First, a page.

• Home • Paul Jost Music • Audio • Video • Reviews • Performance Schedule • Purchase CD's • Contact •
"...relentless romanticism comes courtesy of Paul Jost's stunning singing. His burnished, soulful vocals are remarkable - daringly inventive and freely expressive in true jazz tradition, but uniquely his own. In both the charted vocalization (wordless vocals) and improvised scatting, Jost's musical soul shines. He nearly single-handedly reclaims the male voice as a valid and critically important jazz instrument, and it's simply thrilling to hear. Swinging breezily, scatting with ease and authority, and softly seducing the listener with a catchy combination of the crystalline soulfulness of Sting and the fearless inventiveness of Mark Murphy, Jost is clearly a man coming into his own. If that comparison seems somewhat glib, just listen to him soar and you'll soon realize what a remarkable accomplishment it is for an original jazz vocalist today to be both accessible and deep."
-Buster Maxwell- "Woman's Journal"
"In an era of male jazz vocalists jousting for position as Rat Pack wannabees and angst-ridden, twenty-something posers, Jost is a sigh of relief. He possesses an abundance of convincing vocal qualities, most notably his ability to deliver fresh, uncontrived readings. Jost's somber rendering of Rodgers and Hart's "I Didn't Know What Time It Was", is drenched with pathos and is astonishingly compelling."
- John Barron - "All About Jazz" (N.Y.)
"Ambitious, experimental, straight ahead, traditional-these words go a short way to describe one of the Philly area's most broad-minded and daring jazz groups. Vocalist Paul Jost's elastic maneuvers transform the songs' expected direction. Antfarm Quartet's Dialogues, Pt. 2, contains impressive arrangements of "The Days of Wine and Roses", "Let Me Call You Sweetheart" and Joe Henderson's "Tetragon", and turns "Put on a Happy Face" into the hippest thing this side of Mose Allison and Han Bennink."
-Ken Micallef - "Philadelphia Weekly"
""...within a short time, the listener becomes absorbed in his highly intelligent, richly emotive, and musically sophisticated renditions. Jost uses rhythm and dynamics to great effect to evoke the variety of moods suggested by the tunes, and the degree of such a swinging force is surprising."
-Victor L. Schermer - "All About Jazz"
Slim's Pick of the Week
The Antfarm Quartet "Dialogues, Pt. 2"
Right from the git-go, opening with Mancini's "Days of Wine and Roses," The Antfarm Quartet bursts through the gate swingin' and energized. Jost's ultra hip vocals make this a standout date. On an adventure scale of Mark Murphy to Mel Torme, he lurks somewhere halfway between. His occasional scatting sounds natural and unselfconscious -- not always a given mastered feat amongst vocalists. The band sounds both dreamy and gritty on their brilliant rendition of "And I Love Her." Other standout tracks include: "Centerpiece," "Gentle Rain," and "How Insensitive."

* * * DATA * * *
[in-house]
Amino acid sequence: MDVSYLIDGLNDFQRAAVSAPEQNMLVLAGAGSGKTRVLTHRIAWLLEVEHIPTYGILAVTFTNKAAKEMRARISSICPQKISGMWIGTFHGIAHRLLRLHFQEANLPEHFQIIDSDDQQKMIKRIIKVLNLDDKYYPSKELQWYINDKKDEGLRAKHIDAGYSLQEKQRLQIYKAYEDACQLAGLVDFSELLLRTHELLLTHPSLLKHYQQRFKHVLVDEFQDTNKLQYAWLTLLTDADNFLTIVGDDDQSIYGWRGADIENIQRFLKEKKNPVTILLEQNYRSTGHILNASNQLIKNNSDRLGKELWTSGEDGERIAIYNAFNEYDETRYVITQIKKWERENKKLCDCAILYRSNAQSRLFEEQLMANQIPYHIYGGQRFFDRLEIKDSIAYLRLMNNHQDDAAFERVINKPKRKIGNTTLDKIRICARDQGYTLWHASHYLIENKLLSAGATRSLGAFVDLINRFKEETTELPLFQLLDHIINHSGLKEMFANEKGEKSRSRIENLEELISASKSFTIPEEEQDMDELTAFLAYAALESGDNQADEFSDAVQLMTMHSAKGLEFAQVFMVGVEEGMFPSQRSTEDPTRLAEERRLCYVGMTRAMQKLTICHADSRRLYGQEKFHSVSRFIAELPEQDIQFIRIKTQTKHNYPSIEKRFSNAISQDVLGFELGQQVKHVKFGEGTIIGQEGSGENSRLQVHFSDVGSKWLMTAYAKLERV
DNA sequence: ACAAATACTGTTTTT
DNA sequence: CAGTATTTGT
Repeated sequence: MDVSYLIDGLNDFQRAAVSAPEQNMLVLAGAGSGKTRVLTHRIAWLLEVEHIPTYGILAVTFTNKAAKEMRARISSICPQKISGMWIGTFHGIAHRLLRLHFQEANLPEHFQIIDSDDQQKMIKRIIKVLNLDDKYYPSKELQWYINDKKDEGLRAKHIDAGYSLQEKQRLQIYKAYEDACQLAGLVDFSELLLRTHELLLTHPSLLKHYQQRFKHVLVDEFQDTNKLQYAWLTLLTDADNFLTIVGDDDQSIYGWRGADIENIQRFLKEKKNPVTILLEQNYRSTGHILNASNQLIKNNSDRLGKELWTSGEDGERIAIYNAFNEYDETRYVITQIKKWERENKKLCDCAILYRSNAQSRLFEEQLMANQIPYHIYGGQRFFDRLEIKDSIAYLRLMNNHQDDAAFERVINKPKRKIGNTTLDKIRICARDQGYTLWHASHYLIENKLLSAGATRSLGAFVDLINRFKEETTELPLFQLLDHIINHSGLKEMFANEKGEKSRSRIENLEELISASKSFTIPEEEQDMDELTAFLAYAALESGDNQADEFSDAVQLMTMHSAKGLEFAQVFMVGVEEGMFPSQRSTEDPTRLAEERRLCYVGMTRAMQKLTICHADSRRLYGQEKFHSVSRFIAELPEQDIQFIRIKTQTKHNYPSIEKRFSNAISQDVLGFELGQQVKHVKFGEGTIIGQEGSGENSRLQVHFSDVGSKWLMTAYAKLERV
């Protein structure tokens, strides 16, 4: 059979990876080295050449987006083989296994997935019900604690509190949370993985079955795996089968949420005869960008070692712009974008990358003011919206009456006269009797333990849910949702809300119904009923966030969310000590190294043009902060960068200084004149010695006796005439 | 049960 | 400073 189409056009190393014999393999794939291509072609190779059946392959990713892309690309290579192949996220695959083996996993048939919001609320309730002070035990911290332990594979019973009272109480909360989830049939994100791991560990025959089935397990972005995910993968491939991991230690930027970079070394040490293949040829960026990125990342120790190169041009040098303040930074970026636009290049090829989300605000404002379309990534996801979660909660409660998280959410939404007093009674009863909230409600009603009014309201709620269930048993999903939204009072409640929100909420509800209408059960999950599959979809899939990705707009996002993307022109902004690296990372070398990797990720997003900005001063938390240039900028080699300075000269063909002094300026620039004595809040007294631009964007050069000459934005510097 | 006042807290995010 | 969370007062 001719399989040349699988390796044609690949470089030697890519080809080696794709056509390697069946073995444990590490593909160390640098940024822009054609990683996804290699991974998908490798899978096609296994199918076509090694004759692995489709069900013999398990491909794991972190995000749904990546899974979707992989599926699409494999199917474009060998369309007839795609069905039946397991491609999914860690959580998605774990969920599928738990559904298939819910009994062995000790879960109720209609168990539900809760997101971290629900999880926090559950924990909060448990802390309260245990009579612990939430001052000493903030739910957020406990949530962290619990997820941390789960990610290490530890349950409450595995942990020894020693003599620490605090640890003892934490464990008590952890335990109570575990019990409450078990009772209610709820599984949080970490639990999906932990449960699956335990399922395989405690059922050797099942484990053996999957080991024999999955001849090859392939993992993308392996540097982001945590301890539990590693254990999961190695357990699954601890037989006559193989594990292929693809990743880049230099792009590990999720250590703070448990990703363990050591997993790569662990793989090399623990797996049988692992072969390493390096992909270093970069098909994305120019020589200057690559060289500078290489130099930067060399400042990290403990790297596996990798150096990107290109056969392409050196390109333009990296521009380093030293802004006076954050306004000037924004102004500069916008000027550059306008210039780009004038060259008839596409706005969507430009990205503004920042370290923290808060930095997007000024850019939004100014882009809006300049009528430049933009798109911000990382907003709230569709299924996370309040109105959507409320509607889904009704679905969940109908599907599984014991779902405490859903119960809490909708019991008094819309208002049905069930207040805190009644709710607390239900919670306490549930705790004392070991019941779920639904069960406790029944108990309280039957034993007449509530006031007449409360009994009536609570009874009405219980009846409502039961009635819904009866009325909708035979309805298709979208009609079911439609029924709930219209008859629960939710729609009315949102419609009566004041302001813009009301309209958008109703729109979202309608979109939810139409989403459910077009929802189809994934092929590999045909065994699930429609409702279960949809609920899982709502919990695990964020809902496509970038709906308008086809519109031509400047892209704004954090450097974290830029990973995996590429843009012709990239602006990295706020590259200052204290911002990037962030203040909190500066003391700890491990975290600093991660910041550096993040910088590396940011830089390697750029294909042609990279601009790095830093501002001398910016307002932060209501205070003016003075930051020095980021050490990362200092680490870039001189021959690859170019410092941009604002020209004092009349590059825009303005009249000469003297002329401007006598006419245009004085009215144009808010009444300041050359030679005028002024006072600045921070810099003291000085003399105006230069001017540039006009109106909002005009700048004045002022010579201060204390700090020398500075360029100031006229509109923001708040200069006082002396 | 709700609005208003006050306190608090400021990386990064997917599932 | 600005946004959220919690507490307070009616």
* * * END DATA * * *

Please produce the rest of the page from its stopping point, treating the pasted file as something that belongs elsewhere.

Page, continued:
Reviewer: Marissa Dodge
Antfarm Quartet: Dialogues pt. 2
Paul Jost (vocal, harmonica), Jim Ridl (piano), Tim Lekan (bass), Bob Shomo (drums)
Recorded: Morningstar Studios 2007
Track: "Centerpiece" (go to Audio page)
Composed by Harry Edison. Lyrics by Jon Hendricks
Arranged by Paul Jost
Rarely does a new jazz vocalist inspire me to open a bottle of wine. Grab your corkscrew. Paul Jost is a genuine vocal musician, and the Antfarm Quartet is as cool as the object with which it shares its name. Jost began as a drummer, and added songwriting, and harmonica to his list. With a smokey, tannin-tinged voice, and the soul of an improviser, he brings bouquet and finesse to this hip, blues-fringed arrangement. This piquant quartet is swingin’, complex, noble, and memorable; in with an aromatic vamp, velvety vocal, harmonica for body, then Ridl and Lekan’s luscious solos, replete with the personality I look for. Jost’s ascending line is an elegant finish. The entire CD conveys depth, character, and brilliance; one of the years best in my cellar.
Track: "And I Love Her" (see video)
Composed by Paul McCartney & John Lennon
Arranged by Paul Jost
When a prolific vocalist plants the seed of a down-to-earth pop song in the fertile soil of a copious quartet, it’s guaranteed to thrive. This essential adaptation, set in lush Brazilian-influenced terrain, not only does justice to the original, but transcends it. Shomo cultivates a luxuriant groove that compliments Lekan’s sensitive presence. Jost opens with a diaphanous, unison riff, as Ridl’s rich chords on Rhodes provide the ideal environment for Jost’s misty voice. Ridl’s lithe piano solo leads to vocal improvs, a natural modulation, and multi-petaled piano lines to fade. Those who might believe that classic pop songs have no place in the jazz garden may change their tune when they hear this hybrid cover. This quartet is of a rare genus and I’d bet the farm on them.
For more info, visit: thejazznetwork.ning.com/profile/pauljost